October 22, 2012 - 17:35 AMT
PanARMENIAN.Net - Somali pirate attacks fell to their lowest in three years in the first nine months of 2012 as tougher navy action and private armed security teams deterred gangs, a maritime watchdog said, according to Reuters.
Last year, Somali piracy in the busy shipping lanes of the Gulf of Aden and the northwestern Indian Ocean netted $160 million, and cost the world economy some $7 billion, according to the American One Earth Future foundation.
In the January to September period, attacks involving Somali pirates fell to 70 compared with 199 incidents in the first nine months of last year and was at its lowest since 2009, the International Maritime Bureau (IMB) said on Monday, Oct 22.
Only one ship was targeted by pirates in the third quarter of 2012, the IMB said, adding that piracy off West Africa was increasing however.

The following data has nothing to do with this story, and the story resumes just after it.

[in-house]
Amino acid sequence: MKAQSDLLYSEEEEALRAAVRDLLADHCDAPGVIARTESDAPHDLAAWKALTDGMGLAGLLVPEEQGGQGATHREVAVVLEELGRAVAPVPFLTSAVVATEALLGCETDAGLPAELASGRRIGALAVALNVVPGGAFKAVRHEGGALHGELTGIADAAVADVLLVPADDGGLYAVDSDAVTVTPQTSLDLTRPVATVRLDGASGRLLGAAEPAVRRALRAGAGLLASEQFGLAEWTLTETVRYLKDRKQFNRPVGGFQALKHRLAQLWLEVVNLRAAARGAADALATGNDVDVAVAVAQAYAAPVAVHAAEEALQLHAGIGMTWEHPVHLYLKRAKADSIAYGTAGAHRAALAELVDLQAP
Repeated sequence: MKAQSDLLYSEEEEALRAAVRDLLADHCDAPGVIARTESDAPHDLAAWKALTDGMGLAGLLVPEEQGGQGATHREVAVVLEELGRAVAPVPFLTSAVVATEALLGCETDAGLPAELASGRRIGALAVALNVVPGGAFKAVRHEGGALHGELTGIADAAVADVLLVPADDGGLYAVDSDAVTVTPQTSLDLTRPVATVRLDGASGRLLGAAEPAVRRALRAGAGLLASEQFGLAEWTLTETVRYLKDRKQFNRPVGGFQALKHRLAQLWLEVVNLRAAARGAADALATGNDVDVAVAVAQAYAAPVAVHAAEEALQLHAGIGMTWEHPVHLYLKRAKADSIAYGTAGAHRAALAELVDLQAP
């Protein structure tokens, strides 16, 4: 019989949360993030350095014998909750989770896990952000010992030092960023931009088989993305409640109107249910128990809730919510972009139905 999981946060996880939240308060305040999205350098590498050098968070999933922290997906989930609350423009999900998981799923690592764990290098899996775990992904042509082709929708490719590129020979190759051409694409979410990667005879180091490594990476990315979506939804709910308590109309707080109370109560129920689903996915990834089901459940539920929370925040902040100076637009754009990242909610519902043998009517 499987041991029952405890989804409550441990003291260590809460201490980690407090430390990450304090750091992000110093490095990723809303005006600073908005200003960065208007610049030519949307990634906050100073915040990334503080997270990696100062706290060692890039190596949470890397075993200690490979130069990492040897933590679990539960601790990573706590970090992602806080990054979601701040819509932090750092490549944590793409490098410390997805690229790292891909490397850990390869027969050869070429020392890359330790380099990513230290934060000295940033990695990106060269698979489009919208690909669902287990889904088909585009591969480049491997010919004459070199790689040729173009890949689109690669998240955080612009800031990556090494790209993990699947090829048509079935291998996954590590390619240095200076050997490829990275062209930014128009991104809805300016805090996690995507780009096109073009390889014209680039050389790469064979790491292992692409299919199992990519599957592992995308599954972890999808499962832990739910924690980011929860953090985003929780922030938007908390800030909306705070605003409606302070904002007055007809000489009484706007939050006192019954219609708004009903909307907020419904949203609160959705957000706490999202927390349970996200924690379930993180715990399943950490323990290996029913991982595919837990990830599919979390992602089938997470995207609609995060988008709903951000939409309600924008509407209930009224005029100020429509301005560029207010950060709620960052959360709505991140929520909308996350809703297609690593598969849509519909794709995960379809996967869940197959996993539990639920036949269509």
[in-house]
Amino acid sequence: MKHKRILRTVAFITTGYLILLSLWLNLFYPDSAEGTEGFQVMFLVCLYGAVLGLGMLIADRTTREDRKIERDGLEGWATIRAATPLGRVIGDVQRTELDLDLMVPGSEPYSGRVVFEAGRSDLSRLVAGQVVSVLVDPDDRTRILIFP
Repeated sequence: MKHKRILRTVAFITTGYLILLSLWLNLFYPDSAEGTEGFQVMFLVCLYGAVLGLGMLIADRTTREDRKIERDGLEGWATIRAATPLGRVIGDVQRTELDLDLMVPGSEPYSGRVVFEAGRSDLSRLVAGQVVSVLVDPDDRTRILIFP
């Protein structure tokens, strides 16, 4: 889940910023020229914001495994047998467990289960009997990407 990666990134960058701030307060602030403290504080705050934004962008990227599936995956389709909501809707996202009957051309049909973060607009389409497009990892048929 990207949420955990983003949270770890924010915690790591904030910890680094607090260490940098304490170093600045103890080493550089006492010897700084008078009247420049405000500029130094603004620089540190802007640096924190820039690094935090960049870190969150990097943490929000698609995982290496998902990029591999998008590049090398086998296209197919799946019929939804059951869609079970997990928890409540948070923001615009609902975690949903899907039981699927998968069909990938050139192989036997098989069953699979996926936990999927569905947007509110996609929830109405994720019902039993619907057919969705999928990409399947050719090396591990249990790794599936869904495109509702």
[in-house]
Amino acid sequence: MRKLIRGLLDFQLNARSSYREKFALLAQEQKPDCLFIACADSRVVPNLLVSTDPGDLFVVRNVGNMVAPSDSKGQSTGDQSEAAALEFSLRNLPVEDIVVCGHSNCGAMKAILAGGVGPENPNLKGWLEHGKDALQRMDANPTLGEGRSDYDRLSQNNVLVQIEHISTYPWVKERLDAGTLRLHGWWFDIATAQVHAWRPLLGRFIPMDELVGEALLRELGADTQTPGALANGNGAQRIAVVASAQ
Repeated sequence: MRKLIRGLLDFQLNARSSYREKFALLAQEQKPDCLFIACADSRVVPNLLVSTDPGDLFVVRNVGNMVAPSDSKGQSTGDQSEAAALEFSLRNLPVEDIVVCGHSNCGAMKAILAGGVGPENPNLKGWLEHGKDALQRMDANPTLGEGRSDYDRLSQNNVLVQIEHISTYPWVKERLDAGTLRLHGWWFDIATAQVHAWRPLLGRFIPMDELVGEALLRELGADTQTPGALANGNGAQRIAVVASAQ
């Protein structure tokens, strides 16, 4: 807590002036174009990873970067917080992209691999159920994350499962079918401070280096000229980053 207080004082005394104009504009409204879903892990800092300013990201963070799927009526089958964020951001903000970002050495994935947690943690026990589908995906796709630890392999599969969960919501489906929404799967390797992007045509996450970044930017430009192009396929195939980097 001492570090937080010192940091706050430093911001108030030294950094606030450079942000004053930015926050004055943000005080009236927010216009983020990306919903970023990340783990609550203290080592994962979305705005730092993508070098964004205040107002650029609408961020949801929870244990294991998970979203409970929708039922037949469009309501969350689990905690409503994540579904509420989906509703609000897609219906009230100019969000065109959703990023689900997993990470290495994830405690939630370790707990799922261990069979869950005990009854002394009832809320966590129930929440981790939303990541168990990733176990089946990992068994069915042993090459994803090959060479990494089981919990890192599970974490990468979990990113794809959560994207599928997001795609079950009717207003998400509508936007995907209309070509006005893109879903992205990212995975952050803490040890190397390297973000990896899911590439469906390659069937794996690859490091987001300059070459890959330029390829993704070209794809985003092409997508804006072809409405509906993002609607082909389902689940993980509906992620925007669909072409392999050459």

"We welcome the successful robust targeting of pirate action groups by international navies in the high risk waters off Somalia, ensuring these criminals are removed before they can threaten ships," IMB director Pottengal Mukundan said. "It's good news that hijackings are down, but there can be no room for complacency: these waters are still extremely high-risk and the naval presence must be maintained."
International navies have stepped up pre-emptive action against pirates, including strikes on their bases on the Somali coast, and shipping firms are increasingly using armed guards and other measures such as heightened watches and razor wire.
The IMB said the slide in Somali pirate attacks had driven overall global pirate attacks down to 233 incidents, compared with 352 last year with incidents at their lowest since 2008 when there were 199 reported, it said